Tuesday, 4 August 2015

Tuesday Intros 4th August

First Chapter, First Paragraph, Tuesday Intros is hosted by Bibliophile by the Sea where bloggers share the first paragraph or two of the book they are currently reading/thinking about reading soon. Every month we will each be reading one Classic book, and we will include the first paragraph in the first Tuesday Intro of each month. You can click on any of the pictures to get more information about the books mentioned.

Ann:
The Pledge by Kimberly Derting
The air crackled like a gathering thunderstorm the moment the girl entered the chamber. She was just a child, but her presence changed everything. With effort, the queen turned her head on her pillow as she watched the little girl pad into the chamber on slippered feet. The child kept her chin tucked tightly against her chest as her fingers clutched the sides of her nightgown, clenching and unclenching nervously. 

Anne of Green Gables by L.M. Montgomery
Mrs Rachel Lynde lived just where the Avonlea main road dipped down into a little hollow, fringed with alders and ladies' eardrops, and traversed by a brook that had its source away back in the woods of the old Cuthbert place; it was reputed to be an intricate, headlong brook in its earlier course through those woods, with dark secrets of pool and cascade; but by the time it reached Lynde's Hollow it was a quiet, well-conducted little stream, for not even a brook could run past Mrs Rachel Lynde's door without due regard for decency and decorum; it probably was conscious that Mrs Rachel was sitting at her window, keeping a sharp eye on everything that passed, from brooks and children up, and that if she noticed anything odd or out of place she would never rest until she had ferreted out the whys and wherefores thereof.



Clare: 
Unremembered by Jessica Brody
The water is cold and ruthless, lapping against my cheek. Slapping me awake. Filling my mouth with the taste of salty solitude. I cough violently and open my eyes, taking in the world around me. Seeing it for the first time. It's not a world I recognize. I gaze upon miles and miles of dark ocean. Peppered with large floating objects. Metal. Like the one I'm lying on.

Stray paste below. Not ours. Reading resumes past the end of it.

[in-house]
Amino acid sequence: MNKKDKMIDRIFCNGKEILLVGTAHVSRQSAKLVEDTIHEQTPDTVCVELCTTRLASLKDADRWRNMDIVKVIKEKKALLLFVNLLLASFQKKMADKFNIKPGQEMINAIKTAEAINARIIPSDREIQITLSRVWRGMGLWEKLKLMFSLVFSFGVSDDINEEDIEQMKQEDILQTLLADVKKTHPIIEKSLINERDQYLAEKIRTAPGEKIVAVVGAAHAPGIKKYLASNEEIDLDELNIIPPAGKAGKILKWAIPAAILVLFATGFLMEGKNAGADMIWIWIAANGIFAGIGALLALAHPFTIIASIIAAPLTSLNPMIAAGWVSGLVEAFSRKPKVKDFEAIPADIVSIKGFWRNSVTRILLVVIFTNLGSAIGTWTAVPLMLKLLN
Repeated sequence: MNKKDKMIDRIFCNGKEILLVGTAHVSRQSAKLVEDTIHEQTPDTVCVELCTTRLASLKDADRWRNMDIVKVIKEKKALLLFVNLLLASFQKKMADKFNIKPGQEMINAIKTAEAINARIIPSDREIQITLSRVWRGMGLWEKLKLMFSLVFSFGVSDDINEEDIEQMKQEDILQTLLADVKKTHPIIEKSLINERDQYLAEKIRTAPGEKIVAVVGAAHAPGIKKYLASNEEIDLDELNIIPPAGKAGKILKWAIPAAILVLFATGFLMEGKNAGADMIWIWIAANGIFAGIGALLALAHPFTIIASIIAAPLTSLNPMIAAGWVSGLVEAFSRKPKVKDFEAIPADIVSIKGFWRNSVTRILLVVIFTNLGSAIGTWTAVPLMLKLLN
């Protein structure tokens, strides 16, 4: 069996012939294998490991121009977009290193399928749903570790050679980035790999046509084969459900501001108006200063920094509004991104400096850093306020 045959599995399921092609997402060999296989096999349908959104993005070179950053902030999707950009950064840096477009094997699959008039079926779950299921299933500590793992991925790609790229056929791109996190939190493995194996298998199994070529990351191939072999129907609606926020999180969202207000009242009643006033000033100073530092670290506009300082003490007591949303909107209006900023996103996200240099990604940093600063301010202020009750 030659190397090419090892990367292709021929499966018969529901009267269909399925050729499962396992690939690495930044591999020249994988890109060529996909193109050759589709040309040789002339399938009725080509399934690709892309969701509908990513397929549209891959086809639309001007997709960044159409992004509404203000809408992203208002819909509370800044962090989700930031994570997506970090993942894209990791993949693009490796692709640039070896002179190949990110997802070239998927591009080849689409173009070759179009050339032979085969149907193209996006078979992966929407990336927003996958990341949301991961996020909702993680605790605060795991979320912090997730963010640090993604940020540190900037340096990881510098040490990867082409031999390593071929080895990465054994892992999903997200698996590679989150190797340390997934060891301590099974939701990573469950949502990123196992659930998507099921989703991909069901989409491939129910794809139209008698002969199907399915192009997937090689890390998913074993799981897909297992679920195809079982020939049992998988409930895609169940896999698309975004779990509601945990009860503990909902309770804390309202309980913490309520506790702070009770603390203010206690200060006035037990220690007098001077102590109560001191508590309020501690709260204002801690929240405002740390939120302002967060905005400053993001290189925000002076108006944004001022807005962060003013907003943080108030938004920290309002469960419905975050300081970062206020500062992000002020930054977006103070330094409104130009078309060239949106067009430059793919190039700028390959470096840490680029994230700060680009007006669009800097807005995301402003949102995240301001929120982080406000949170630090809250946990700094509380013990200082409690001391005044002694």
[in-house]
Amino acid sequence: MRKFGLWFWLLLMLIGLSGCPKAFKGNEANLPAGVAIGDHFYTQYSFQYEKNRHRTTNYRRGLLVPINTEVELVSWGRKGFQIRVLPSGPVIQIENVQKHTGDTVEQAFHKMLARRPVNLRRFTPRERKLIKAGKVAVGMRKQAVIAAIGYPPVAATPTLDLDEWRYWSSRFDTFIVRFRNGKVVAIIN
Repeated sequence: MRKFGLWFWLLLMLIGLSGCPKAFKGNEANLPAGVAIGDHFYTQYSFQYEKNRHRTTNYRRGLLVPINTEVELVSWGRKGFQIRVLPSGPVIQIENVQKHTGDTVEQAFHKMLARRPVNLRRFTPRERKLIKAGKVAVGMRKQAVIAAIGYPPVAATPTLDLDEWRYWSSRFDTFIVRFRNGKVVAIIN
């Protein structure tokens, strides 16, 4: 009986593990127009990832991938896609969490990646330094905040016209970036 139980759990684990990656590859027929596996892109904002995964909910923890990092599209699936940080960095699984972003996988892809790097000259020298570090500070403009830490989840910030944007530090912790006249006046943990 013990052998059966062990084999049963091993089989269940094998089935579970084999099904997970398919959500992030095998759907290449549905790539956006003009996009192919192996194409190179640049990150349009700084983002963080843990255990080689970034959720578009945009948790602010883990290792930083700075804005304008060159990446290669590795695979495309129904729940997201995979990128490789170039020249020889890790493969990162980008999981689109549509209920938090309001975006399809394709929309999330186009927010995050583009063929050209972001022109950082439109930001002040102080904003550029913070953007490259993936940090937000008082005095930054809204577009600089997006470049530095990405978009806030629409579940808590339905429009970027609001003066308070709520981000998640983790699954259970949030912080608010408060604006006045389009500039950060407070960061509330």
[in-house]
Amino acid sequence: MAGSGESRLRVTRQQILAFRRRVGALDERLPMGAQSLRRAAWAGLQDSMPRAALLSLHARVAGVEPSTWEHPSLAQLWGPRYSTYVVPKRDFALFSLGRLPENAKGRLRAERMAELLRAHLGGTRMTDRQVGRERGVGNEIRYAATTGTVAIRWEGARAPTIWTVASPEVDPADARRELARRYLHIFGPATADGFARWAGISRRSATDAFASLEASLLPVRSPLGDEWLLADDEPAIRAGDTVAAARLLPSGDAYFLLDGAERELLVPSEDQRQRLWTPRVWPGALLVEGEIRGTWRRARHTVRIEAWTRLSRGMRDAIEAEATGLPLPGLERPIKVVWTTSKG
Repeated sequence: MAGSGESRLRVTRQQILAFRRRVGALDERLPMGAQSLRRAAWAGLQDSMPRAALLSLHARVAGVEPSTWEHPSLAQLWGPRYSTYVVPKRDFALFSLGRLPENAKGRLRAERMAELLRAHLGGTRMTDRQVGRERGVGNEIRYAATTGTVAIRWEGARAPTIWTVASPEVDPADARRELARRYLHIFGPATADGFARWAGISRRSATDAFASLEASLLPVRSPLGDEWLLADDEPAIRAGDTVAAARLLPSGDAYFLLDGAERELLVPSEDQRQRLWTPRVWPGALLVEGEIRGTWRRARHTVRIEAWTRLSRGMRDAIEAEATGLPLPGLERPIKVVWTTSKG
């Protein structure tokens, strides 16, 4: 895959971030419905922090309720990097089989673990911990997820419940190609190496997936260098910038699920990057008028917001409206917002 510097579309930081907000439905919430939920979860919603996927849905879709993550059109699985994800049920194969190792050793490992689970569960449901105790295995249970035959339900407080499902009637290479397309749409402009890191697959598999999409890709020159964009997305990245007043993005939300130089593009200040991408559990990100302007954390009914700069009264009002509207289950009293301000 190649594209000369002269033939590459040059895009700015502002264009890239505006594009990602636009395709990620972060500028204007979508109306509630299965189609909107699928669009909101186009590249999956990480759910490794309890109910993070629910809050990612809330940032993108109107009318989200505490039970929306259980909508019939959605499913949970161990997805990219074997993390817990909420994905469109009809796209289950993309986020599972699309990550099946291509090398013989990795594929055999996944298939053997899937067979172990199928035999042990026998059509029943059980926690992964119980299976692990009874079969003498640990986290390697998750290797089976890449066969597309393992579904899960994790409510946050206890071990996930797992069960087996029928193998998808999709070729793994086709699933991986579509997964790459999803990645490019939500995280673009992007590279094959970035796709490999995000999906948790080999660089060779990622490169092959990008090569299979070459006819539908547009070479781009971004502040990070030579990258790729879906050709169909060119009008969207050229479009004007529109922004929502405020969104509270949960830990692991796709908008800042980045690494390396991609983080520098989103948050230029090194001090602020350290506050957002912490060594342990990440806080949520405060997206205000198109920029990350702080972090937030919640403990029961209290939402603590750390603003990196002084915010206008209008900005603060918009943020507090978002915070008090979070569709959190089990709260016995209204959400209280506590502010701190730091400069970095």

And then there are the bodies. I count twenty in my vicinity. Two within reach although I don't dare try. Their lifeless faces are frozen in terror. Their eyes are empty. Staring into nothing.

Twenty Thousand Leagues Under the Sea by Jules Verne
The year 1866 was signalised by a remarkable incident, a mysterious and inexplicable phenomenon, which doubtless no one has yet forgotten. Not to mention rumours which agitated the maritime population, and excited the public mind, even in the interior of continents, seafaring men were particularly excited. Merchants, common sailors, captains of vessels, skippers, both of Europe and America, naval officers of all countries, and the Governments of several states on the two continents, were deeply interested in the matter.
For some time past, vessels had been met by 'an enormous thing,' a long object, spindle-shaped, occasionally phosphorescent, and infinitely larger and more rapid in its movements than a whale. 

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